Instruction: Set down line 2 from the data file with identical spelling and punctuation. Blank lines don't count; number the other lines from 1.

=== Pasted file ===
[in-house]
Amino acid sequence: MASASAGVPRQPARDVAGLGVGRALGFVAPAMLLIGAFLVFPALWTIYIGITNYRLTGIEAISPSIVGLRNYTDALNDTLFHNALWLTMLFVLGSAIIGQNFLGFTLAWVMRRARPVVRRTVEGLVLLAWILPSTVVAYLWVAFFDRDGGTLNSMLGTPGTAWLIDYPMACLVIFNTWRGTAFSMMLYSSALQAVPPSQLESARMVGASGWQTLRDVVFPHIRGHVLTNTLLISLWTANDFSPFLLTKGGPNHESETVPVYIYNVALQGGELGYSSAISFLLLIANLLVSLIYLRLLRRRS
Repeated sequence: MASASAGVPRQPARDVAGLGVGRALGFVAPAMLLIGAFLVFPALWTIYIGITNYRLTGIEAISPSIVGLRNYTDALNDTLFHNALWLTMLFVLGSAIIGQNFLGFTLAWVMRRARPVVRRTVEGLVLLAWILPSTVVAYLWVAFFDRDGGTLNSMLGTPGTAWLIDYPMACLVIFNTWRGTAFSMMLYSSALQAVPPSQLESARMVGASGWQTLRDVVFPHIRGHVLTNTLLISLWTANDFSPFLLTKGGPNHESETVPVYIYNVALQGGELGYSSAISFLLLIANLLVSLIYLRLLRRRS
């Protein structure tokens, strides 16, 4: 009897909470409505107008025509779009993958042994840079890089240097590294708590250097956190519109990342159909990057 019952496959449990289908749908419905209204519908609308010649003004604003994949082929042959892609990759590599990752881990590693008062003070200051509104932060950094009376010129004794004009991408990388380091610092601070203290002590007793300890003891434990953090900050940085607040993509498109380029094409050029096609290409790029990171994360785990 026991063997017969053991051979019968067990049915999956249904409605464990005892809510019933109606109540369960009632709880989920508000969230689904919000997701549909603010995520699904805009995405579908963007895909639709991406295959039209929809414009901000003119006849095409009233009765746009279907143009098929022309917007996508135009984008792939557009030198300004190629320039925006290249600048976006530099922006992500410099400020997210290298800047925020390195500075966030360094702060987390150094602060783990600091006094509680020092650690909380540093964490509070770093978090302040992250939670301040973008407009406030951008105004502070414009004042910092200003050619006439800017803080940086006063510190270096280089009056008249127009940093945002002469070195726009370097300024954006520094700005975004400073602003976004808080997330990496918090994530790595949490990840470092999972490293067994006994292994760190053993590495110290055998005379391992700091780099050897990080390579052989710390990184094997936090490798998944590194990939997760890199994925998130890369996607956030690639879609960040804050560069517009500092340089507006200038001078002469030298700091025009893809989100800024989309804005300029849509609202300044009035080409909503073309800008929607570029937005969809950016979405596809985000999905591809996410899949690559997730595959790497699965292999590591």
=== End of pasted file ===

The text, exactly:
Amino acid sequence: MASASAGVPRQPARDVAGLGVGRALGFVAPAMLLIGAFLVFPALWTIYIGITNYRLTGIEAISPSIVGLRNYTDALNDTLFHNALWLTMLFVLGSAIIGQNFLGFTLAWVMRRARPVVRRTVEGLVLLAWILPSTVVAYLWVAFFDRDGGTLNSMLGTPGTAWLIDYPMACLVIFNTWRGTAFSMMLYSSALQAVPPSQLESARMVGASGWQTLRDVVFPHIRGHVLTNTLLISLWTANDFSPFLLTKGGPNHESETVPVYIYNVALQGGELGYSSAISFLLLIANLLVSLIYLRLLRRRS